JD Sports Hack Highlights UK Cyber Security Concerns

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Fancy a firewall, mate?

Manchester-based retailer JD Sports is the latest victim in a string of cyber attacks on major UK entities this month. So far, hackers have descended upon retail, postal delivery, fast food, and news outlets.

Of Many Black Hats

On Monday, JD Sports announced that the data of 10 million customers — including names, addresses, emails, phone numbers, and the last four digits of payment cards — were exposed in a recent cyberattack. The company said it doesn’t save full payment info and that there is no reason to believe customers’ online passwords have been obtained. So for now, patrons can rest easy.

The hack might have limited effects on JD’s bottom line. People still need a place to get their Air Jordans, and the company expects to surpass $1 billion in sales for the first time next fiscal year, but the pilfering speaks to growing concern over cyber attacks in the UK. Though not quite fire sale territory, it appears hackers are diversifying their victims:

  • Royal Mail was hacked in mid-January, causing severe disruptions to its international shipping operations and exacerbating the fallout of ongoing staff strikes that had already cost the company more than $200 million. Small businesses and online merchants were hit the hardest with one jeweler telling the Financial Times she lost “hundreds of pounds” refunding customers who never received their orders. Though not 100% confirmed, some believe the attack was handled by LockBit, a presumably Russian hacker group that specializes in ransomware.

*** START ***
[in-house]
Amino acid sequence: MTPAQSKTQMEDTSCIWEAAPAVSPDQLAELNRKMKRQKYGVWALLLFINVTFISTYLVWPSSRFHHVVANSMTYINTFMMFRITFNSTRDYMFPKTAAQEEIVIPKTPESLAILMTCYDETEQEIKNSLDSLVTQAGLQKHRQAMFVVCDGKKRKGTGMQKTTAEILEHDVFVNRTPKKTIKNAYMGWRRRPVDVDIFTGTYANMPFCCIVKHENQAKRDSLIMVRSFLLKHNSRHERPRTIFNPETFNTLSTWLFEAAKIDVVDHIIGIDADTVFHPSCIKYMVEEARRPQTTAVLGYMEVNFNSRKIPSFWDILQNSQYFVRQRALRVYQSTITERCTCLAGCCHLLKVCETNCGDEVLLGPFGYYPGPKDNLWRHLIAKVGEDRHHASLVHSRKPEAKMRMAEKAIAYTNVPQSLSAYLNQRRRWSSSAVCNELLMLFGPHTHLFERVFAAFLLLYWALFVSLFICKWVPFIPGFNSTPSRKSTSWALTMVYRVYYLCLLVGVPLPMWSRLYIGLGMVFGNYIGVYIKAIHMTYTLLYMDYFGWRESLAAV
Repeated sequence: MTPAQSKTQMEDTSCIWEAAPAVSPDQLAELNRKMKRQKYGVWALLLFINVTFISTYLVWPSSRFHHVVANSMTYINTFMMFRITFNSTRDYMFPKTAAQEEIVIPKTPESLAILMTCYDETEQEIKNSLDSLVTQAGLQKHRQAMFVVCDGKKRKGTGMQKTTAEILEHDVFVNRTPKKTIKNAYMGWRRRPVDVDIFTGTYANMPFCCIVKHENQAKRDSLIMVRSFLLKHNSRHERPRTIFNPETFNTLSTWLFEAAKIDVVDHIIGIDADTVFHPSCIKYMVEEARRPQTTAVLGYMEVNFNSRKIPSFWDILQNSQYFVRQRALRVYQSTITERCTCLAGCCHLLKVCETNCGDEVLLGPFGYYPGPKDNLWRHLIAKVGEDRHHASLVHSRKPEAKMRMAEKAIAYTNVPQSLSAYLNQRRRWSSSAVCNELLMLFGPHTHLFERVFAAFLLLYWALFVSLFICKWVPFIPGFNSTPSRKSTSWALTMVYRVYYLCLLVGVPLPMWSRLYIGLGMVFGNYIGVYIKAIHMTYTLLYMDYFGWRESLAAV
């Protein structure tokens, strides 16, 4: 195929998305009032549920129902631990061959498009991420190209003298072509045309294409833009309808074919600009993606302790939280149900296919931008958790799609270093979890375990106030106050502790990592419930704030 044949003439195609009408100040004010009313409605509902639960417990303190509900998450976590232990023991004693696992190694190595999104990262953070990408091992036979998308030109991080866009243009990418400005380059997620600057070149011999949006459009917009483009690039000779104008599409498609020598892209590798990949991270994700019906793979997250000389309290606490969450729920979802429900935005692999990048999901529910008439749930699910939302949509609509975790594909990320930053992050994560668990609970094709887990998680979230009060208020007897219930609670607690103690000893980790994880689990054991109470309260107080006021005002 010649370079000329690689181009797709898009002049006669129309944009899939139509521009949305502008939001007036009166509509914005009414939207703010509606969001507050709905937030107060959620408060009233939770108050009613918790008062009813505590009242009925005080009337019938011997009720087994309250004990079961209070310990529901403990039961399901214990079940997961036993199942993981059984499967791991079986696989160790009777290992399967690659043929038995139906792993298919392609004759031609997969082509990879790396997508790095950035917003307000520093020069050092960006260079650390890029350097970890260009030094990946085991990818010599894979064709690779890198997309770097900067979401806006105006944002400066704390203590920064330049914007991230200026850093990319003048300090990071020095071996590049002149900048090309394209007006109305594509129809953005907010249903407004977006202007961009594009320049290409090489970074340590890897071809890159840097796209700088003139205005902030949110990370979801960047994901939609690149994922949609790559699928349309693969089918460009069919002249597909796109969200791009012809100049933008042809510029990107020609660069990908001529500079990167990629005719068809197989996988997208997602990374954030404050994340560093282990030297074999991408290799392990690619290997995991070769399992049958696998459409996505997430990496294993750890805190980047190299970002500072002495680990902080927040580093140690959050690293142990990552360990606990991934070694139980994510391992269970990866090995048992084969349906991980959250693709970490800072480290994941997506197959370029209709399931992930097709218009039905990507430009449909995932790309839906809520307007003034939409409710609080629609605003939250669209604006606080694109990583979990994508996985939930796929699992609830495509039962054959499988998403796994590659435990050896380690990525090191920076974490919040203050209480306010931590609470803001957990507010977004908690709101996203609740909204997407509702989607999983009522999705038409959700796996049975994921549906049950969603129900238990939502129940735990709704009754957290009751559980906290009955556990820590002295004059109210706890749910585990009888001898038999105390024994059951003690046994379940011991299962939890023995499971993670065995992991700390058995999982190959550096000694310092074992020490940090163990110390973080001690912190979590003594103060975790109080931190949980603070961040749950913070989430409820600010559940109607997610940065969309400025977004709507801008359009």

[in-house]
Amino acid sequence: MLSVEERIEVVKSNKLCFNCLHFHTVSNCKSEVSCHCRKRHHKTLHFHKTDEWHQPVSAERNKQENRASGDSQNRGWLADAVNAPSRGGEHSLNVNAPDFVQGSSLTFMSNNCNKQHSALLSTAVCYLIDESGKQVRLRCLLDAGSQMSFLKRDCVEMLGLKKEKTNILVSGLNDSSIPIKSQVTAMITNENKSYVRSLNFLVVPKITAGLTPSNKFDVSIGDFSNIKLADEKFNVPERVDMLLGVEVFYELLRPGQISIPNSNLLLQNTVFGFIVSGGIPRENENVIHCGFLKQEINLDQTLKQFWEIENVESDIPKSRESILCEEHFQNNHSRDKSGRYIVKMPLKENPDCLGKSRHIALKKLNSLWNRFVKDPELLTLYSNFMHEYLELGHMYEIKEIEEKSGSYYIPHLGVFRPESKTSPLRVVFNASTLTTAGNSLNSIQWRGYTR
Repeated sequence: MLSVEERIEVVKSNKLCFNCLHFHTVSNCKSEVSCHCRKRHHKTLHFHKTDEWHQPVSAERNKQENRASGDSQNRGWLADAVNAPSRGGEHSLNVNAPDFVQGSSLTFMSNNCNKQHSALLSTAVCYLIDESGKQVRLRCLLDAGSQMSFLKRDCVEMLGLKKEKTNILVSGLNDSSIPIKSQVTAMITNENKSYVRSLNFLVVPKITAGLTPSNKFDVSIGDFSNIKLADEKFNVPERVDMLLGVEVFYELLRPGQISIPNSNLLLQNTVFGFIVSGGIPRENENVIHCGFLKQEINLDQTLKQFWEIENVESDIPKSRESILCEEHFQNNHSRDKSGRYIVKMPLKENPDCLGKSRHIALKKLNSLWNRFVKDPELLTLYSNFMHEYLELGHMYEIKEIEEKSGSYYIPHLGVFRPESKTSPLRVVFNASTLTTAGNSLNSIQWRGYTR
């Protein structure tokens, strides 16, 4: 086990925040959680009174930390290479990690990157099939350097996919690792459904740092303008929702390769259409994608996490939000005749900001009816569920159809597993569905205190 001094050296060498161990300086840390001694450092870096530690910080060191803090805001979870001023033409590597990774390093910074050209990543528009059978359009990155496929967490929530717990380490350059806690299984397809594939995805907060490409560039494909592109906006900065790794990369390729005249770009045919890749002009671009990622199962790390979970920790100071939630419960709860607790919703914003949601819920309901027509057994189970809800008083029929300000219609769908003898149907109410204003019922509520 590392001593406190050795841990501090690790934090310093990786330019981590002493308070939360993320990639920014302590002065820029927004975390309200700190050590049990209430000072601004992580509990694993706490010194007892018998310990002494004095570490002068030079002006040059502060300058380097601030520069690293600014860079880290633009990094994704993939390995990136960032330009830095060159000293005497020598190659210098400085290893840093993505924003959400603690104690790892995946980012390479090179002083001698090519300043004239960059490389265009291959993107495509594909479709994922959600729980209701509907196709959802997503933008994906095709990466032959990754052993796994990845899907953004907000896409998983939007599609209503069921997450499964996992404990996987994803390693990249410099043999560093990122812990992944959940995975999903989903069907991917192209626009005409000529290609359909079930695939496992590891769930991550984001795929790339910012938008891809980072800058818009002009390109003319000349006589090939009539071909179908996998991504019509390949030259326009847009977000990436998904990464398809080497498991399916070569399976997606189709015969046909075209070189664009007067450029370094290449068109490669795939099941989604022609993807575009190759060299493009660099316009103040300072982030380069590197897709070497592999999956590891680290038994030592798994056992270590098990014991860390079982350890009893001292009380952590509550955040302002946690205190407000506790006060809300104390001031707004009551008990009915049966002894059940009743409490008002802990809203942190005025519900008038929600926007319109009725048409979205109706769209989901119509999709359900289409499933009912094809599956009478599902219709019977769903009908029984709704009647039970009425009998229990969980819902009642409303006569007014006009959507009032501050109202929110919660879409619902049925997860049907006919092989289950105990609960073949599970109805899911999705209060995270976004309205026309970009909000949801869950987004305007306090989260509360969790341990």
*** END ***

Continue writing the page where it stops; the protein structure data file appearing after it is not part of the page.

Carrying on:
• Just last week, a similar ransomware attack on the fast food industry forced the shutdown of 300 KFCs, Taco Bells, and Pizza Huts across the UK. Luckily parent company Yum Brands was able to contain and thwart the hack, and the stores reopened the next day.

Gone Phishin’: In 2022, the UK was hit by the third most cyber attacks, right after Canada and the US, according to NordLocker. The UK National Cyber Security Centre has warned that more spear-phishing scams from Russian and Iranian state-sponsored groups are likely to come. Spear-phishing is a very targeted form of cyber attack, often involving emails that appear to be from people or businesses you’re familiar with. It’s slightly more clever than the old Nigerian Prince scam. A word of advice, if your “boss” sends you an odd email asking you to open a link and enter sensitive information, don’t do it. Your real boss will thank you for keeping the company out of harm’s way.